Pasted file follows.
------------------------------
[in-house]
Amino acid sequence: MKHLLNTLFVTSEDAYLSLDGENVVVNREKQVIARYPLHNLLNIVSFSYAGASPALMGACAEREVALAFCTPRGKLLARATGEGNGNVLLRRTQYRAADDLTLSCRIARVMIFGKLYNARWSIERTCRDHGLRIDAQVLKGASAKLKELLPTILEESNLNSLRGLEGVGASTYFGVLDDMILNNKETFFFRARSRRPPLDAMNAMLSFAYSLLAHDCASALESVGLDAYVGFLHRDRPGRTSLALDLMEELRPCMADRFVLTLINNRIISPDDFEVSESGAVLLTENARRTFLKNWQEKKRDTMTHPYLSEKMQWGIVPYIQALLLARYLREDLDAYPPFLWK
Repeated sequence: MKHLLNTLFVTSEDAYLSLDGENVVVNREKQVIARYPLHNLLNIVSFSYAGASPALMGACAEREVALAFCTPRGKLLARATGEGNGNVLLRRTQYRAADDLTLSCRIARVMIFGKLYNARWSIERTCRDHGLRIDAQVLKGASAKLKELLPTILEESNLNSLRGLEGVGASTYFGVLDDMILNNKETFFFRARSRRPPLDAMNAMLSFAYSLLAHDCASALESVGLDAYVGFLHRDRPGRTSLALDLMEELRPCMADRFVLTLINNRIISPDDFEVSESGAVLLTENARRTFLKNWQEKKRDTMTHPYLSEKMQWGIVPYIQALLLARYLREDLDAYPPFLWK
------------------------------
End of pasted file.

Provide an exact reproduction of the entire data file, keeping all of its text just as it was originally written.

[in-house]
Amino acid sequence: MKHLLNTLFVTSEDAYLSLDGENVVVNREKQVIARYPLHNLLNIVSFSYAGASPALMGACAEREVALAFCTPRGKLLARATGEGNGNVLLRRTQYRAADDLTLSCRIARVMIFGKLYNARWSIERTCRDHGLRIDAQVLKGASAKLKELLPTILEESNLNSLRGLEGVGASTYFGVLDDMILNNKETFFFRARSRRPPLDAMNAMLSFAYSLLAHDCASALESVGLDAYVGFLHRDRPGRTSLALDLMEELRPCMADRFVLTLINNRIISPDDFEVSESGAVLLTENARRTFLKNWQEKKRDTMTHPYLSEKMQWGIVPYIQALLLARYLREDLDAYPPFLWK
Repeated sequence: MKHLLNTLFVTSEDAYLSLDGENVVVNREKQVIARYPLHNLLNIVSFSYAGASPALMGACAEREVALAFCTPRGKLLARATGEGNGNVLLRRTQYRAADDLTLSCRIARVMIFGKLYNARWSIERTCRDHGLRIDAQVLKGASAKLKELLPTILEESNLNSLRGLEGVGASTYFGVLDDMILNNKETFFFRARSRRPPLDAMNAMLSFAYSLLAHDCASALESVGLDAYVGFLHRDRPGRTSLALDLMEELRPCMADRFVLTLINNRIISPDDFEVSESGAVLLTENARRTFLKNWQEKKRDTMTHPYLSEKMQWGIVPYIQALLLARYLREDLDAYPPFLWK